• The adjustment to the child's home, school, and community
    • The willingness and ability of the birth parents to respect and appreciate the bond between the child and the adoptive parents
    • The willingness and ability of the adoptive parents to respect and appreciate the bond between the child and the birth parents
    • Any evidence of abuse or neglect of the child
    • The recommendations of any guardian ad litem
  • An affidavit made under oath shall accompany the agreement stating that the agreement was entered into knowingly and voluntarily and is not the product of coercion, fraud, or duress.

The court issuing final approval of the agreement shall have continuing jurisdiction over enforcement of the agreement until the child reaches his or her 18th birthday.

Are agreements legally enforceable?

Citation: Rev. Stat. § 170-B:14

Except in cases involving the department, no such arrangement or understanding shall be binding or enforceable. In adoptions involving a child who is under either the legal custody or guardianship of the department, a voluntarily mediated agreement shall be enforceable as provided in this paragraph.

Any breach, modification, or invalidation of the agreement, or any part of it, shall not affect the validity of any surrender of parental rights or the interlocutory or final decree of adoption.

To be enforceable, a voluntarily mediated agreement shall be in writing, approved by the court prior to the date for entry of any adoption decree, incorporated but not merged into any adoption decree, and shall survive as an independent agreement.

A voluntarily mediated agreement need not disclose the identity of the parties to be enforceable, but if an identity is not disclosed, the unidentified person shall designate a resident agent for the purpose of service of process.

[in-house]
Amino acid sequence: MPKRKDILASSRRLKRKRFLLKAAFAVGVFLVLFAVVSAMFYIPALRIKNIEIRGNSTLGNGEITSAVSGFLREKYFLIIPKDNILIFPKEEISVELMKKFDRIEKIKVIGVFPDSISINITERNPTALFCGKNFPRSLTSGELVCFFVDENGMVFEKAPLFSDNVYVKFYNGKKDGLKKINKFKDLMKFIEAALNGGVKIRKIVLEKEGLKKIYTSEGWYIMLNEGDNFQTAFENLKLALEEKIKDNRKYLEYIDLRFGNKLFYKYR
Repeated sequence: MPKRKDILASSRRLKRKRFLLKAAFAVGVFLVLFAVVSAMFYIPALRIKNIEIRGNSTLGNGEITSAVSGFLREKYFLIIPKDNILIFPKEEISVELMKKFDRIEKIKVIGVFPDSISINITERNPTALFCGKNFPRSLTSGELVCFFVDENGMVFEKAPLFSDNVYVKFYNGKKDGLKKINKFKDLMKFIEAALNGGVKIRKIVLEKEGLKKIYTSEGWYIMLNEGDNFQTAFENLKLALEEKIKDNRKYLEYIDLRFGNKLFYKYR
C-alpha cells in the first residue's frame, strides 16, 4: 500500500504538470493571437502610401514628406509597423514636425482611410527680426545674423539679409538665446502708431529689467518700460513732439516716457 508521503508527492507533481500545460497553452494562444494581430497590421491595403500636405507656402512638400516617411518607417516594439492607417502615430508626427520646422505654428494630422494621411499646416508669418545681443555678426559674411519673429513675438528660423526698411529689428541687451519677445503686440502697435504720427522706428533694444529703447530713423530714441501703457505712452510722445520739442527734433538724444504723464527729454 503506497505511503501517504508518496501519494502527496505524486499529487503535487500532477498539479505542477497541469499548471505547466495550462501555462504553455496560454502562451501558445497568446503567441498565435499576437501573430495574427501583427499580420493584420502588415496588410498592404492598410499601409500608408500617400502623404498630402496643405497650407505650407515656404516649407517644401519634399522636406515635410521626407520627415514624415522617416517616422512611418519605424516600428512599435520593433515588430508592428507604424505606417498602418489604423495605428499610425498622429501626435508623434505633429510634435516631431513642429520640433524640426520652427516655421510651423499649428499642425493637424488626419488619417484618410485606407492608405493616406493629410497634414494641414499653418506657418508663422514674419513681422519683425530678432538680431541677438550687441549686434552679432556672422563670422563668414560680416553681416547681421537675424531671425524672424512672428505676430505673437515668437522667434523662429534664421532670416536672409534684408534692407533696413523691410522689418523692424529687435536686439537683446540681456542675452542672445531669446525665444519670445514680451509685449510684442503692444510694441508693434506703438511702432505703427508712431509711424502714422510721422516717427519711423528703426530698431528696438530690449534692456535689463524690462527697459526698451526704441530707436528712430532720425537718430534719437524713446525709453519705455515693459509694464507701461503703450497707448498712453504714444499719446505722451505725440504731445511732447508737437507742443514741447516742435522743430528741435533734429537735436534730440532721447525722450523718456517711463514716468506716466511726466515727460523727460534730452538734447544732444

A voluntarily mediated agreement shall cease to be enforceable on the date the child turns age 18.

How may an agreement be terminated or modified?

Citation: Rev. Stat. § 170-B:14

A party to a court-approved, voluntarily mediated agreement may seek to modify, enforce, or discontinue the agreement by commencing an equity action in the court that approved the agreement. However, before a court may enter an order requiring modification of, compliance with, or discontinuance of the agreement, the moving party shall certify that he or she has participated, or attempted to participate, in good faith in mediating the dispute giving rise to the action prior to filing the action. A court order for modification, enforcement, or discontinuance of the terms of the voluntarily mediated agreement shall be the sole remedies for breach of the agreement.

The court may modify the terms of the voluntarily mediated agreement if the court finds by a preponderance of the evidence that there has been a material and substantial change in the circumstances and that the modification is in the best interests of the child.

A court-imposed modification of a previously approved agreement may limit, restrict, condition, decrease, or discontinue the sharing of information and/or contact between the birth parents and the child, but in no event shall a court-imposed modification serve to expand, enlarge, or increase the amount of contact between the birth parents and the child or place new obligations on the parties to the agreement. The court also may impose appropriate sanctions consistent with its equitable powers but not inconsistent with this section, including the power to issue restraining orders.

Nothing in this section shall be construed so as to abrogate the rights of the adoptive parents to make decisions on behalf of the child, except as provided in the court-approved voluntarily mediated agreement.